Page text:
Arrest Warrant Trumps Right to SS Benefits

     (CN) – A mentally disabled woman was properly denied Social Security benefits because of an outstanding arrest warrant, the 8th Circuit ruled.




     Virginia Slusser, a paranoid schizophrenic, pleaded no contest to robbery and resisting arrest charges in 1993. She violated the terms of her community control, by moving from Florida to Minnesota, so Florida authorities issued a warrant for her arrest. Her SSI benefits were suspended in 2001 because she was considered a fleeing felon.
     Slusser sued for the reinstatement of her benefits, but the administrative law judge (ALJ) and the district court denied her petition. Judge Smith of the St. Louis-based federal appeals court affirmed the decision.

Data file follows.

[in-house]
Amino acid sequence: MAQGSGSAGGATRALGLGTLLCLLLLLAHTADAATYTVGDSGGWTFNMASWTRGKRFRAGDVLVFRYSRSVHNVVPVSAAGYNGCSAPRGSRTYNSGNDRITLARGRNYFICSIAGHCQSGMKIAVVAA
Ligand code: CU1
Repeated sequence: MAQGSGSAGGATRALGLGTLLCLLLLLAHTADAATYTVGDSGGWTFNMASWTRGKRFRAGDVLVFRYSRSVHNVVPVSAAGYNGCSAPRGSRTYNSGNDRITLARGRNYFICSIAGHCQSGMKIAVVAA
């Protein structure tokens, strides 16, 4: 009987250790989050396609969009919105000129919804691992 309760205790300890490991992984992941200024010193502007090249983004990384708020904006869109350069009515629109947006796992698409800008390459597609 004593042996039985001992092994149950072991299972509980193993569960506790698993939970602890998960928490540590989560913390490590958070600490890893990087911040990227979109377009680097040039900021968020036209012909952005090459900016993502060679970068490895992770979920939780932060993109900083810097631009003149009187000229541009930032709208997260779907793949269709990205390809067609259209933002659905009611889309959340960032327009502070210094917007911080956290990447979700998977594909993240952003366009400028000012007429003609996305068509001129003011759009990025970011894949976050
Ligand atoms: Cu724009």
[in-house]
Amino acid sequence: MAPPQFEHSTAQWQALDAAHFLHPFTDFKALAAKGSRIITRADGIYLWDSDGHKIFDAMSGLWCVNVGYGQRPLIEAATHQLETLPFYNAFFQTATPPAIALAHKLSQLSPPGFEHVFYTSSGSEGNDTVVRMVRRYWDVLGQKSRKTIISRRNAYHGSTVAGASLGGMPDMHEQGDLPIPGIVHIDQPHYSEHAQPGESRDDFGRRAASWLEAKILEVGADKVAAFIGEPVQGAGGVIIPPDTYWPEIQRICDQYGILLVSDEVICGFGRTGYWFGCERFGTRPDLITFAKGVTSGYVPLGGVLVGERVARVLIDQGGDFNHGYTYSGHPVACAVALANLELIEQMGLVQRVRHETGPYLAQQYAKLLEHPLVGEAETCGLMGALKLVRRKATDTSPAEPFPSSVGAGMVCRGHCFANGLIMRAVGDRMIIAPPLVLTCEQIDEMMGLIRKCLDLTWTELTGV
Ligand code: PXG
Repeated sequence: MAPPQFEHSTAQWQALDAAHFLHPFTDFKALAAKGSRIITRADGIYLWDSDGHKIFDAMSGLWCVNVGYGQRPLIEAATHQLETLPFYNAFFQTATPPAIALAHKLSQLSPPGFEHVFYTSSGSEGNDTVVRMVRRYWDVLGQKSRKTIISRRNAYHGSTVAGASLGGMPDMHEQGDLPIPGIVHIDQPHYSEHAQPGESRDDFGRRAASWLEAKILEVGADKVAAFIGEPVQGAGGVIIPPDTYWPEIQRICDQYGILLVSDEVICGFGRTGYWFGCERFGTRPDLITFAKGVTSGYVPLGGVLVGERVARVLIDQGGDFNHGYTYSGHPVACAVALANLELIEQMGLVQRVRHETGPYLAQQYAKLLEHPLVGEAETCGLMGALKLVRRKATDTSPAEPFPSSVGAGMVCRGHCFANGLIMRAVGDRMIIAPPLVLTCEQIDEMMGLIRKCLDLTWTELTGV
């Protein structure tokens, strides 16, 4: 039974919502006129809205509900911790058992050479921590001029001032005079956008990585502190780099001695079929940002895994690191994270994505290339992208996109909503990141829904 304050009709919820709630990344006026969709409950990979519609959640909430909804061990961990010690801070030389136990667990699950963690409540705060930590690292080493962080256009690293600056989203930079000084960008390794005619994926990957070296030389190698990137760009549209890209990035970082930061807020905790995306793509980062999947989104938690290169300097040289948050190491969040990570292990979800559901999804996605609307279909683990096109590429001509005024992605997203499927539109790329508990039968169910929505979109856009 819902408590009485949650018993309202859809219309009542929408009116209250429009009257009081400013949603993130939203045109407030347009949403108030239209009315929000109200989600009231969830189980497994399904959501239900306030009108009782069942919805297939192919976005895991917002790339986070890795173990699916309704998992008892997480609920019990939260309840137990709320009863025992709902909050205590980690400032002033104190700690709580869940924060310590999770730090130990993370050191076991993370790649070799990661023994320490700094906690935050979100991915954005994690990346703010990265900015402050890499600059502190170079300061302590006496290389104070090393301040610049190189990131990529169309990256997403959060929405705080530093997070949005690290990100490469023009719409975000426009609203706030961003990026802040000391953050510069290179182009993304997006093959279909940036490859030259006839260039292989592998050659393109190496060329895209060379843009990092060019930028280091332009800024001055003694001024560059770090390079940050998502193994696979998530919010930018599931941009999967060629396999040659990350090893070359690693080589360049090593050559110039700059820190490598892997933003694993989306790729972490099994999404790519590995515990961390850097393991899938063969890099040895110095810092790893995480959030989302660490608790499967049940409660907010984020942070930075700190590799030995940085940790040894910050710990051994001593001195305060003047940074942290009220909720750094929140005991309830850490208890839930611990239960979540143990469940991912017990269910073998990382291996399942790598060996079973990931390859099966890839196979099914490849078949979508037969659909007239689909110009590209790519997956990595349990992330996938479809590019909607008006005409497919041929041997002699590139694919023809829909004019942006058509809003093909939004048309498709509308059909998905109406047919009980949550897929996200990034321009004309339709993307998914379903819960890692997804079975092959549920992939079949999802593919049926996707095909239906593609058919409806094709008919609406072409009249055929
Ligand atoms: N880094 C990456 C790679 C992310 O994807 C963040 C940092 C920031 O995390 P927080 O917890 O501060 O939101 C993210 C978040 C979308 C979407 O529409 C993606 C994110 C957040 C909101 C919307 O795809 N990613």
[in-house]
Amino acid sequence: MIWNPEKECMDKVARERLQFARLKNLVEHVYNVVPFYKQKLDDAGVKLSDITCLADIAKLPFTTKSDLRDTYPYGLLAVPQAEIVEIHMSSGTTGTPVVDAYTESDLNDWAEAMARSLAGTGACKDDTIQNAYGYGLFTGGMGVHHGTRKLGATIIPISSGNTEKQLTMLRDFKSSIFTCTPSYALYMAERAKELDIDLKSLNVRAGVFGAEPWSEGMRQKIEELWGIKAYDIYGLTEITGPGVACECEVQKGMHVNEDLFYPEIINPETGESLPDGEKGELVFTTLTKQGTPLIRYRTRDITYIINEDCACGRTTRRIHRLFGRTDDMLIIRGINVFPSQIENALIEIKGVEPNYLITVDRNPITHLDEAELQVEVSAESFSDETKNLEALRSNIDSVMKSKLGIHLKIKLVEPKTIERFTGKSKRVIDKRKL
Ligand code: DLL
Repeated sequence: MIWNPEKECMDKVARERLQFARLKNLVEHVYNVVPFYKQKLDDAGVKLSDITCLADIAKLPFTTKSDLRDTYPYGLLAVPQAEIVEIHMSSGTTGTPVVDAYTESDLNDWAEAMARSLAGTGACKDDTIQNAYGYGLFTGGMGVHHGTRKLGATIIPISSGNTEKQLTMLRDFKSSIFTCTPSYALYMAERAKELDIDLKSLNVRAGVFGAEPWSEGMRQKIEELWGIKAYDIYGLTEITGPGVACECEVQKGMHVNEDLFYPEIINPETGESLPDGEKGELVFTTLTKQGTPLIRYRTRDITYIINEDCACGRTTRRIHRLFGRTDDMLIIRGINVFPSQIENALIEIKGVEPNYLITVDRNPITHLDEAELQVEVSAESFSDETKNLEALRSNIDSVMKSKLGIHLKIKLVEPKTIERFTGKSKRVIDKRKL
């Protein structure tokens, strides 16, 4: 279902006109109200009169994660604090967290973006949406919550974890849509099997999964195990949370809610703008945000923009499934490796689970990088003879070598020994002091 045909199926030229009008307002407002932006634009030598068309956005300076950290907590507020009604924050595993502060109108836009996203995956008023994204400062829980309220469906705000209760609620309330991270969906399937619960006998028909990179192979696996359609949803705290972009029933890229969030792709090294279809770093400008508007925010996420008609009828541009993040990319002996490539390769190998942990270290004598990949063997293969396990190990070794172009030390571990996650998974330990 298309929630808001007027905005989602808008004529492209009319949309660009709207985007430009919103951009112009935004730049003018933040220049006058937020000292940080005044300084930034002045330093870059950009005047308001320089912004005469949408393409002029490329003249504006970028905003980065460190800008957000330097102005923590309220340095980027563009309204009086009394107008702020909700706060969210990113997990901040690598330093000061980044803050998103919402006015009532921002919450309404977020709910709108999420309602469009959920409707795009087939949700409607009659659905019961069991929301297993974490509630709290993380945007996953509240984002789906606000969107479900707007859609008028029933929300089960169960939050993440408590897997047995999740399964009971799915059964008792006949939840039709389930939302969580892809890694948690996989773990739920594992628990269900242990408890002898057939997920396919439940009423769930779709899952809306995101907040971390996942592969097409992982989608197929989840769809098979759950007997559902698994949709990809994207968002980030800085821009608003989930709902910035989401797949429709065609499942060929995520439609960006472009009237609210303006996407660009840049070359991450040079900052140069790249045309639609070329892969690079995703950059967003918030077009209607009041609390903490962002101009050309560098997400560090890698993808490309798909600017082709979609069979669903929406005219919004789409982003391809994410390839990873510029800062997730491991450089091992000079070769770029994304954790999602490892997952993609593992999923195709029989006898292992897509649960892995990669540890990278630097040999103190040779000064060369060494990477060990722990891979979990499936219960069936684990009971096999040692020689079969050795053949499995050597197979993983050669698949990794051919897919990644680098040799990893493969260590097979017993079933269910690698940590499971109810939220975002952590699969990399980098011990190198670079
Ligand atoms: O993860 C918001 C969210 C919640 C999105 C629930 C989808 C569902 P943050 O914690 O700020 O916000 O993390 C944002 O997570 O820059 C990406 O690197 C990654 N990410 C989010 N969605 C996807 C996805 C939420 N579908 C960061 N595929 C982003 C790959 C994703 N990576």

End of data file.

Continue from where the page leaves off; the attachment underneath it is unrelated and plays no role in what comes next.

“During the ALJ hearing, Slusser acknowledged that she knew that leaving Florida was in violation of the terms of her community control and that she had no intention of returning to Florida,” Smith wrote.
     The judge also rejected Slusser’s contention that the Social Security commissioner disqualified her from benefits based on her disability, violating the Rehabilitation Act of 1973.
     “Slusser was not able to produce evidence beyond conjecture that she was incapacitated at the time she departed Florida an incapable of conforming her behavior to the conditions of her community control,” Smith ruled.

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